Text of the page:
Latex is naturally somewhat sticky, so to remove the friction between the garment and your skin, apply a dressing aid to a) the inside of the garment or b) your skin. Acceptable dressing aids are silicone based lubricants, talc, or other latex-friendly formula dressing aids.
Watch nails, rings and other such sharp objects around latex, as they can cause tears, rips and snags on your garment. Use the pads of your fingers and pull on gently as opposed to fingertips and hastily yanking it on.
Avoid oils and oil-based skin lotions, makeup etc. Oil will cause the latex to deteriorate, eventually destroying the garment. Also avoid oxidizing metals such as copper, nickel, etc as it can stain the latex, particularly light/bright colors.
Latex is UV and temperature sensitive. Avoid excess exposure to UV light as this may discolor or dry out the latex. Store between 15-30 degrees Celsius, as extreme cold will freeze the latex and cause it to be brittle. Extreme heat will cause the latex to break down.
To wash and store your latex for later use:
1. Fill a sink/bucket with lukewarm water and add a pH neutral soap such as dove or sunlight.
2. Lightly agitate latex in water, then flip garment inside out and repeat. Use thumb pads to remove any stuck-on stains.
3. Empty bucket and refill with room-temperature water. Rinse the garment thoroughly
4. Hang to dry in an aerated place inside out. Adversely, you can use a towel to wipe off excess moisture to speed the process, and a hairdryer on the 'cool' setting.
5. Once the garment is dry, powder the inside and shine the outside.
6. Fold and store in a light-tight area. If storing for an extended period of time, shine once every six weeks or so to avoid drying out.
Caring for Leather Goods
From time to time, you may notice that your leather, particularly suede, is becoming dirty and requires cleaning. Leather products, however, require gentle care, and under no circumstances can soft leathers become submerged in water. The following advice will help keep your leathers looking clean year after year.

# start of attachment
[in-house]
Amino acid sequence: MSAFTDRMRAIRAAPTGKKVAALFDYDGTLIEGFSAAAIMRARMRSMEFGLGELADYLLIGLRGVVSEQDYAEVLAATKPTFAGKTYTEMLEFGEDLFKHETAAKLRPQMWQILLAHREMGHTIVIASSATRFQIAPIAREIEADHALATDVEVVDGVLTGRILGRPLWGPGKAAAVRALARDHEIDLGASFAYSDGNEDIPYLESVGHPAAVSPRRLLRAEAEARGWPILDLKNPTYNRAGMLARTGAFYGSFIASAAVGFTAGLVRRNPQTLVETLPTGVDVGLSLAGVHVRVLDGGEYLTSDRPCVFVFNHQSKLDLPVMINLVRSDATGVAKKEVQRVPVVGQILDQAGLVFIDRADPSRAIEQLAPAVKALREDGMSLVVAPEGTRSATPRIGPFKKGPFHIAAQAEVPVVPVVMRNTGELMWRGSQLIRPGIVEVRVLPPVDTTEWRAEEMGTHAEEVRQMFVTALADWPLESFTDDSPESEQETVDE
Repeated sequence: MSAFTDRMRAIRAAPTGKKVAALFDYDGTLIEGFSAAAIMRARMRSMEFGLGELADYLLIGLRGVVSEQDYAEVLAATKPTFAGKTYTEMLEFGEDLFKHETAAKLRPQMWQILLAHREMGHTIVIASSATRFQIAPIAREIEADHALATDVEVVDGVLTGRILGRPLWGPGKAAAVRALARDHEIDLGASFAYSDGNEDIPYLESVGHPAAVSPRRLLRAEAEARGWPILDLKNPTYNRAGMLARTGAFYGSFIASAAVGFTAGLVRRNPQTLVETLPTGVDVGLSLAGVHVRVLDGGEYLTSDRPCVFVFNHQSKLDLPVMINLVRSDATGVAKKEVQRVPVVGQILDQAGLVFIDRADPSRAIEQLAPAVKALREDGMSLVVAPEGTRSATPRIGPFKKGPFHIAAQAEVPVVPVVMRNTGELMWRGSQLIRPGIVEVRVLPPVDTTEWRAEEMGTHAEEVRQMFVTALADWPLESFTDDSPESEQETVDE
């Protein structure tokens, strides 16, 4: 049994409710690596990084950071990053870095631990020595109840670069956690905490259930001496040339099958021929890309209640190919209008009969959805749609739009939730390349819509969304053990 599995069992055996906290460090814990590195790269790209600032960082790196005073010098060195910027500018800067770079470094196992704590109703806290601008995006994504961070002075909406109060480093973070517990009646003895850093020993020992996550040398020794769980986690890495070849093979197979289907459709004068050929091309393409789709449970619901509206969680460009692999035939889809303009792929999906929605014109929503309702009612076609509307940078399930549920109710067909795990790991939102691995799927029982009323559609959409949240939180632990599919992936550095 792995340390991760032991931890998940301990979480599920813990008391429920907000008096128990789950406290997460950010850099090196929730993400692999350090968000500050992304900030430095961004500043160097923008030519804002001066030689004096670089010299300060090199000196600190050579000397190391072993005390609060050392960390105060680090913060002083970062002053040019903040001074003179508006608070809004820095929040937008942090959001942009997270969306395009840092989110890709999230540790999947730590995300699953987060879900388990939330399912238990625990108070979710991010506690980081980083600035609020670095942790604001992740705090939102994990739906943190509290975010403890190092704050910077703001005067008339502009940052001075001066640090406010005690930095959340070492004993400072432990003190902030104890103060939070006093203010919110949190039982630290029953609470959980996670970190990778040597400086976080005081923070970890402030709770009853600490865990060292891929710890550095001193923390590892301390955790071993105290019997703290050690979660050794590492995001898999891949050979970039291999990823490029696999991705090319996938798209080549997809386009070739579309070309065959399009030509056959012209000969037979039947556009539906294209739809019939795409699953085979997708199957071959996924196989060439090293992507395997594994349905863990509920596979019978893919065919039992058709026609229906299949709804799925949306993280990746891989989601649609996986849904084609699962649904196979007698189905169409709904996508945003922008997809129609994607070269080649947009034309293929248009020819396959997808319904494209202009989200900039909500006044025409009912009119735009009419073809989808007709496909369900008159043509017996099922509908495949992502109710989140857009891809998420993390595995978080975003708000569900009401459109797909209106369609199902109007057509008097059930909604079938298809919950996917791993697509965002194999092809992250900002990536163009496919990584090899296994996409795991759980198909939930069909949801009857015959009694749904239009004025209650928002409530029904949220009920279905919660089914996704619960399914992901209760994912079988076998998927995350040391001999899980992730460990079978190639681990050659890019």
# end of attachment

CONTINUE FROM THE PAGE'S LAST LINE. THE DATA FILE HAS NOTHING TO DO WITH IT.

1. Dampen a soft cloth and apply a small, dime-sized dollop of moisturizing soap (ie Dove).
2. Rub the cloth across the dirty spots on the leather in circular motions, working the soap into a lather. Try to get as little water on the leather itself as possible.
3. Using a fresh damp cloth, wipe away the soap. Polish and dry the leather with a soft cloth, using a shoe-shine buffing motion.
Suedes often gather oils and sweat off the skin like a sponge, making them appear dingy and dirty. To clean suede, use a pencil eraser to rough up the top layer of suede. If it smells, a 60% vinegar solution may be applied to neutralize the odors. A nail brush or soft toothbrush may be used to remove any dried on debris before using the above steps.
If you find your leather is drying out (ie, it has become stiffer, less supple, lost its sheen), apply Mink Oil (available at many leathercraft hobby stores and purveyors of leather clothing items) sparingly.The information on this page is copyright Ware's and Wear Ventures Inc., 2006-2012. Please do not use without the express permission of abovementioned